ACU Creates Scholarships in Tribute to Courage and Dignity of Bali Nine Pair

Catholic Communications, Sydney Archdiocese,
29 Apr 2015

Vice Chancellor of the Australian Catholic University, prominent lawyer and spokesman for the Mercy Campaign, Professor Greg Craven

Professor Greg Craven, Vice Chancellor of the Australian Catholic University (ACU) describes the  death penalty as "a violent, cruel and immoral punishment that has no place in our society."

One of the co-founders and spokesmen for the Mercy Campaign which has been at the forefront of pleas to the Indonesian Government and Indonesian President Joko Widodo for mercy for Australians Andrew Chan and Myuran Sukumaran, Professor Craven was deeply saddened by this morning's devastating news the two men had been executed by firing squad at 3.30 am AEST on the prison island of Nusakambanbang.

"While our calls for mercy for Mr Chan and Mr Sukumaran were ultimately rejected, we strongly believe that hope remains for prisoners around the world who face a similar fate. In memory of Mr Chan and Mr Sukumaran each of us can take action to end this punishment," the Vice Chancellor said.

Members of the so-called Bali Nine, the two Australians were sentenced to death after being convicted of attempting to smuggle 8.3 kg of heroin out of Indonesia by Bali's Denpesar Court in 2005.

Over the past 10 years the pair been held in Kerobokan Prison where they have turned their lives around and won widespread respect and admiration at the way they have been rehabilitated and helped fellow prisoners with classes, job skills and to embark on a positive and crime-free future.

However despite countless representations from Prime Minister Tony Abbott, Foreign Minister Julie Bishop, United Nations Secretary Ban Ki-Moon, Amnesty International and the Mercy Campaign, the two Australians and six others charged with drug trafficking, including a delusional mentally ill Brazilian man diagnosed with paranoid schizophrenia, the death sentence was carried out in the early hours of this morning.

President Joko Widodo refused clemency and appeals for mercy for the two reformed Australians convicted of drug trafficking

"Today our thoughts and prayers go out to the family and friends of Andrew Chan and Myuran Sukumaran," Professor Craven said this morning and announced that in recognition of the two young men and their supporters, ACU will introduce two scholarships which will be open to international students from Indonesia to study undergraduate degrees at any one of ACU's seven campuses.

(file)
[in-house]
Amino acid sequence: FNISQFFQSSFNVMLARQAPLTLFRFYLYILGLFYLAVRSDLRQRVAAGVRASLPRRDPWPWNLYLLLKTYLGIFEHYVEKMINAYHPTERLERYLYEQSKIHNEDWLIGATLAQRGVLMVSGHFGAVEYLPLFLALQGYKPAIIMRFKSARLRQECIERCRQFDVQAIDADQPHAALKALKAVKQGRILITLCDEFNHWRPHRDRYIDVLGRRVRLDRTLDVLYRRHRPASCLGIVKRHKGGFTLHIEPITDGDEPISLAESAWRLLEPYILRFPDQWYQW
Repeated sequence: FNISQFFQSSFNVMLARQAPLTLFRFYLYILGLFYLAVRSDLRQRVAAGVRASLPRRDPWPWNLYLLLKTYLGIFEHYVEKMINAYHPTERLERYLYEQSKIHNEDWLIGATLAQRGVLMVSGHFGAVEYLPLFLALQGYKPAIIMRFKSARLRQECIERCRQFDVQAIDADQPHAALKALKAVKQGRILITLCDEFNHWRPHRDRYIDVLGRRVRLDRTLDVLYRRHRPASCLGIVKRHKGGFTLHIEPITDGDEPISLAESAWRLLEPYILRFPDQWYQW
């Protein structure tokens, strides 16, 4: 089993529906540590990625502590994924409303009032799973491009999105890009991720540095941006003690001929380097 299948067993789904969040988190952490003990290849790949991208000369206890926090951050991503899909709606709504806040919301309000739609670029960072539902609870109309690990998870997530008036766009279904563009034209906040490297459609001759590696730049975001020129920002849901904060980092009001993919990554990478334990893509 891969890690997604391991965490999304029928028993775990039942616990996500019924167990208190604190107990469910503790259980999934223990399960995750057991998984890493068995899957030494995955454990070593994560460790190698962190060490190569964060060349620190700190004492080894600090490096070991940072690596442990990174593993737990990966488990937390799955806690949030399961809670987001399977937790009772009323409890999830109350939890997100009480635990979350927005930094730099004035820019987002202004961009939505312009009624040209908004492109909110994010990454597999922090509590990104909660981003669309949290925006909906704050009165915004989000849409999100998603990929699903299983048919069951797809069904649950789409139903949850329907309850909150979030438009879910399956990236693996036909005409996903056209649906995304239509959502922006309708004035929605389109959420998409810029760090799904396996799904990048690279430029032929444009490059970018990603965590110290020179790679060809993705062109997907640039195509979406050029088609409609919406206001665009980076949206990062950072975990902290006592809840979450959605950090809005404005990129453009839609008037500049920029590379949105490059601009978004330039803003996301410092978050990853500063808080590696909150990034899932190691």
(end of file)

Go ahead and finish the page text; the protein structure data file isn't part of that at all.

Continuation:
Australia's only truly national university, ACU has seven campuses. These include campuses at North Sydney, Strathfield, Adelaide, Brisbane, Canberra, Ballarat and Melbourne.

Each of the two scholarships will be the equivalent to the full tuition of the recipient's course duration over a period of up to four years.

"The two scholarships will be awarded to academically-qualified applicants upon the submission of an essay on the theme of 'the sanctity of human life'," Professor Craven said and hopes that "in a small and symbolic way," the writing by Indonesian students on the sanctity of life will be an ongoing contribution toward the eventual abolition of the death penalty in Indonesia.

Andrew Chan's poignant message on mercy can be found on the Mercy Campaign website

"The scholarships would be a fitting tribute to the reformation, courage and dignity of the two men," he said.

At a date still to be announced, ACU will hold memorial services to commemorate not only Andrew Chan and Myuran Sukumaran but all those affected by capital punishment, victims, perpetrators and their loved ones.

"As a Catholic university, ACU is committed to promoting a culture of life, we stand opposed to the death penalty," Professor Craven said.

ACU staff and students as well as the Vice Chancellor were among the thousands of Australians who supported the Mercy Campaign to advocate for clemency and mercy for the two men, and for the death sentence to be overturned.

ACU has created scholarships for overseas students as tribute to reformation, dignity and courage of Andrew Chan and Myuran Sukumaran

"We did this because ACU is committed to the dignity of the human person, and that applies equally to all human beings: victims as well as to those who have been convicted of crimes," he said and believes each of us, in memory of Andrew Chan and Myuran Sukumaran, can take action to end the death penalty not only in Indonesia but in nations across the globe.

Last night the Mercy Campaign held a candlelight vigil in Martin Place for Andrew Chan and Myuran Sukumaran. Convinced that while there is life, there is hope, the Mercy Campaign also posted a petition on its the website for Australians to sign as an eleventh hour request in both English and in Indonesian to President Joko Widodo to spare the two Australians.

Today the website simply has a photograph of the two men and under the dates of their births and deaths a poignant message from Andrew Chan.

"This campaign is more than just about myself or Myu. It represents a second chance and forgiveness, it represents kindness and help for those in a helpless situation. Mercy represents all of us here. I would like you to take a moment and reflect just on the word mercy. Please don't let this just be about myself and Myu, but about others all over the world who need your help."